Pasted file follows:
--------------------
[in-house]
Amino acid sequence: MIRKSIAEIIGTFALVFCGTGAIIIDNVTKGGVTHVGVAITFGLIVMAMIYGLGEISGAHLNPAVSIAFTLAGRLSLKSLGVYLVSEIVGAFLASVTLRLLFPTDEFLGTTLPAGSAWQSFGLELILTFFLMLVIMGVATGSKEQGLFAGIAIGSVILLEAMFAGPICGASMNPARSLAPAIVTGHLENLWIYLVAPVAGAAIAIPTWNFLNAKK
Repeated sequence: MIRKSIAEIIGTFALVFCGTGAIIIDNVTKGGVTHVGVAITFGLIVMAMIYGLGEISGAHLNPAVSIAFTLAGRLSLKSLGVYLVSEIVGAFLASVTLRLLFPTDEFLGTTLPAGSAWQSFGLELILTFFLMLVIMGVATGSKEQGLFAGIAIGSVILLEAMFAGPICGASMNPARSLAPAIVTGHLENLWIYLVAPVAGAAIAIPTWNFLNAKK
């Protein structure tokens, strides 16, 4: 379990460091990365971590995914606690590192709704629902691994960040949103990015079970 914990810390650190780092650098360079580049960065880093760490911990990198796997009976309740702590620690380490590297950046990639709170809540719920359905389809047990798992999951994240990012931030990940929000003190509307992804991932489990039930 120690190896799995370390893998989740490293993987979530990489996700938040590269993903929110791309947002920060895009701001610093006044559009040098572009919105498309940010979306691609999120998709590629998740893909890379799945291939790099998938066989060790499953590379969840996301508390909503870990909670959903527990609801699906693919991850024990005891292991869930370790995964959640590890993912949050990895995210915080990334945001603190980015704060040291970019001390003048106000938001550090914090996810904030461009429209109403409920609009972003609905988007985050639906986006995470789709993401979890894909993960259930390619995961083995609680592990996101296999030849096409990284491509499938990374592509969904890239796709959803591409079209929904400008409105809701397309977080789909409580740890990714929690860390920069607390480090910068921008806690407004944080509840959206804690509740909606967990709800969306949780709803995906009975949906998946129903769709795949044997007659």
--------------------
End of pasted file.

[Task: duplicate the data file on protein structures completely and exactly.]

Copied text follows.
[in-house]
Amino acid sequence: MIRKSIAEIIGTFALVFCGTGAIIIDNVTKGGVTHVGVAITFGLIVMAMIYGLGEISGAHLNPAVSIAFTLAGRLSLKSLGVYLVSEIVGAFLASVTLRLLFPTDEFLGTTLPAGSAWQSFGLELILTFFLMLVIMGVATGSKEQGLFAGIAIGSVILLEAMFAGPICGASMNPARSLAPAIVTGHLENLWIYLVAPVAGAAIAIPTWNFLNAKK
Repeated sequence: MIRKSIAEIIGTFALVFCGTGAIIIDNVTKGGVTHVGVAITFGLIVMAMIYGLGEISGAHLNPAVSIAFTLAGRLSLKSLGVYLVSEIVGAFLASVTLRLLFPTDEFLGTTLPAGSAWQSFGLELILTFFLMLVIMGVATGSKEQGLFAGIAIGSVILLEAMFAGPICGASMNPARSLAPAIVTGHLENLWIYLVAPVAGAAIAIPTWNFLNAKK
């Protein structure tokens, strides 16, 4: 379990460091990365971590995914606690590192709704629902691994960040949103990015079970 914990810390650190780092650098360079580049960065880093760490911990990198796997009976309740702590620690380490590297950046990639709170809540719920359905389809047990798992999951994240990012931030990940929000003190509307992804991932489990039930 120690190896799995370390893998989740490293993987979530990489996700938040590269993903929110791309947002920060895009701001610093006044559009040098572009919105498309940010979306691609999120998709590629998740893909890379799945291939790099998938066989060790499953590379969840996301508390909503870990909670959903527990609801699906693919991850024990005891292991869930370790995964959640590890993912949050990895995210915080990334945001603190980015704060040291970019001390003048106000938001550090914090996810904030461009429209109403409920609009972003609905988007985050639906986006995470789709993401979890894909993960259930390619995961083995609680592990996101296999030849096409990284491509499938990374592509969904890239796709959803591409079209929904400008409105809701397309977080789909409580740890990714929690860390920069607390480090910068921008806690407004944080509840959206804690509740909606967990709800969306949780709803995906009975949906998946129903769709795949044997007659």